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IKEA Recreates Syrian Family Home

A 25-square-metre replica of a Syrian family home was installed at IKEA’s Norway flagship store to educate the public about the living conditions of a Syrian family.

  • IKEA Recreates Syrian Family Home

  • IKEA Recreates Syrian Family Home

  • IKEA Recreates Syrian Family Home

  • IKEA Recreates Syrian Family Home

  • IKEA Recreates Syrian Family Home



BY SAMMY PRESTON

14 November, 2016


It’s pretty bleak out there – a fact that can be all too easy to forget when we are siloed into the working world of design. Swedish furniture giant IKEA knows just how easy it is to consume and be consumed, especially when strolling through its maze-like shop floor, lined with immaculate everyday lounge room installations and kitchen displays.

In October, IKEA installed a 25-square-metre replica of a real Syrian family’s home at its Norway flagship amongst its standard styled displays. The idea was to drive home a harsh reality. As accessible as IKEA is, its neat flatpack furniture is simply not everyone’s everyday.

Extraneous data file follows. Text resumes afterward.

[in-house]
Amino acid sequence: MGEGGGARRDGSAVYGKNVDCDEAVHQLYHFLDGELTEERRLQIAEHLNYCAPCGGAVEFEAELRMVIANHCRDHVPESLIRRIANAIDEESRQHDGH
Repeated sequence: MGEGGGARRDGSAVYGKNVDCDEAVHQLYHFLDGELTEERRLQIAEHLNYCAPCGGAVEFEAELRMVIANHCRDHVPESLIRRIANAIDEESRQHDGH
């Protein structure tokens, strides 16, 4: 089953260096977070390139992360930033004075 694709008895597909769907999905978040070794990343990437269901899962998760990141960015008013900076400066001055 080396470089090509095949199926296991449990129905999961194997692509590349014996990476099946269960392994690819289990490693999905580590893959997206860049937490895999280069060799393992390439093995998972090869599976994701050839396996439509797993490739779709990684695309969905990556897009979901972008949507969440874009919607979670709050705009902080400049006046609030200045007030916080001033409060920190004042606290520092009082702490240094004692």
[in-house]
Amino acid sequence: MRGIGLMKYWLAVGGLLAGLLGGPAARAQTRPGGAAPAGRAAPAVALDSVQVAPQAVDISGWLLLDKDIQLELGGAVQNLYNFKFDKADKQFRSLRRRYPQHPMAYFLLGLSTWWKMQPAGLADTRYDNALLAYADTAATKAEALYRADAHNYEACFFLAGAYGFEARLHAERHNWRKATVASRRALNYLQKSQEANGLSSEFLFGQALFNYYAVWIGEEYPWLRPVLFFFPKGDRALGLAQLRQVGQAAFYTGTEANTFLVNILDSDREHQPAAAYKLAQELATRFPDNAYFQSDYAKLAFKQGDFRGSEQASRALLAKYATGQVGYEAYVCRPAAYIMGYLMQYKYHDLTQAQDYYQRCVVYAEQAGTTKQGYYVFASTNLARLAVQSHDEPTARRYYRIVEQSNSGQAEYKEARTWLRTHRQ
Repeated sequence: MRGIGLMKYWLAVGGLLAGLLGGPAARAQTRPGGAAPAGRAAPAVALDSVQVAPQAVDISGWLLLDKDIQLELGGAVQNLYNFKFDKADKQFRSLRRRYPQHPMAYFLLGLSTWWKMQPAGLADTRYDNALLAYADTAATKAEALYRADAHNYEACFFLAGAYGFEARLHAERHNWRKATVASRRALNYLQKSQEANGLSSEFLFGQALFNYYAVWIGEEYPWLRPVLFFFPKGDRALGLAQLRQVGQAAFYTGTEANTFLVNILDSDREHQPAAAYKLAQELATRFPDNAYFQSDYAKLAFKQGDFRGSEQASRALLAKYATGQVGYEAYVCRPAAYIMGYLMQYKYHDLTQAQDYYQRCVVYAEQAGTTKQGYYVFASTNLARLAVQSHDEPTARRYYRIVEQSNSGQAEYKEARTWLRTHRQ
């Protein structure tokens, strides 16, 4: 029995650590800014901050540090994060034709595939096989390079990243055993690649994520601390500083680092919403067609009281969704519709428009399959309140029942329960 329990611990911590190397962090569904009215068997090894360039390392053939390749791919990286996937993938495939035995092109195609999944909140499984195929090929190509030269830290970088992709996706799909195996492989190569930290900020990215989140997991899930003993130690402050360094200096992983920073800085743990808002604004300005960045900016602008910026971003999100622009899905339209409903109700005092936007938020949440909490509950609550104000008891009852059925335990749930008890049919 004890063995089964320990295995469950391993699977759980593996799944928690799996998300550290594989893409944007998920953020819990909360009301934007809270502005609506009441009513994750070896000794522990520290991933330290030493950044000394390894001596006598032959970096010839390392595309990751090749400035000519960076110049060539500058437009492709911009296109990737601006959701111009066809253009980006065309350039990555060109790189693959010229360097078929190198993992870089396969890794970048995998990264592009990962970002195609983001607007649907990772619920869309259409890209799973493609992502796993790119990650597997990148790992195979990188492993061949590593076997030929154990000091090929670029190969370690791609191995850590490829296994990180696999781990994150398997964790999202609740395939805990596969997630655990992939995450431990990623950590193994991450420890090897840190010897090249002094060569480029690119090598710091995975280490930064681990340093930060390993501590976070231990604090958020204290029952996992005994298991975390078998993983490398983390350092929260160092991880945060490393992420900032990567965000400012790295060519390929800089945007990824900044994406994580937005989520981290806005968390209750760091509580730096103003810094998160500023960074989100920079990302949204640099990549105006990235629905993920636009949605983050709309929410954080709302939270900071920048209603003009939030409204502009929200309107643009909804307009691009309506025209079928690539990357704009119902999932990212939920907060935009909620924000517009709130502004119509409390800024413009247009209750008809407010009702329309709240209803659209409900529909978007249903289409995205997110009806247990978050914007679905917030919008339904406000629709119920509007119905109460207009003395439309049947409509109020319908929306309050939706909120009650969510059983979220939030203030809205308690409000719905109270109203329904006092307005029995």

To make the experience as authentic as possible, POL (the ad agency who dreamt up the activation), built the installation on-site. “It would have been easier to just put up wallpaper, but it wouldn’t have felt the same,” art director Snorre Martinsen told AdWeek. “People who had fled war themselves have told us, ‘This is how it feels.’ ‘I remember this.’”

Built out of cinder block walls and decorated only in scant furnishings, the home was a replica of an actual residence in Damascus. Created in partnership with the Red Cross, posters and plastic IKEA price tags in the installation told the story of a Syrian family’s plight, including their struggle to find fundamental food, medicine and clean water supplies. The tags doubled as donations slips, and the campaign raised more than AU$31.5 million [approximately SGD$33.6 million], being seen by some 40,000 visitors to the store.

“We already had a lot of footage from within Syria, but no matter how emotional it was, nothing got close to the experience of visiting people in a war zone,” Martinsen continued. “We realized we could give Norwegians that experience. Placing a Syrian home next to all the Scandinavian homes was obviously a brave move from the warehouse, but it made it clearer than any TV commercial how crucial it is to donate and help.”


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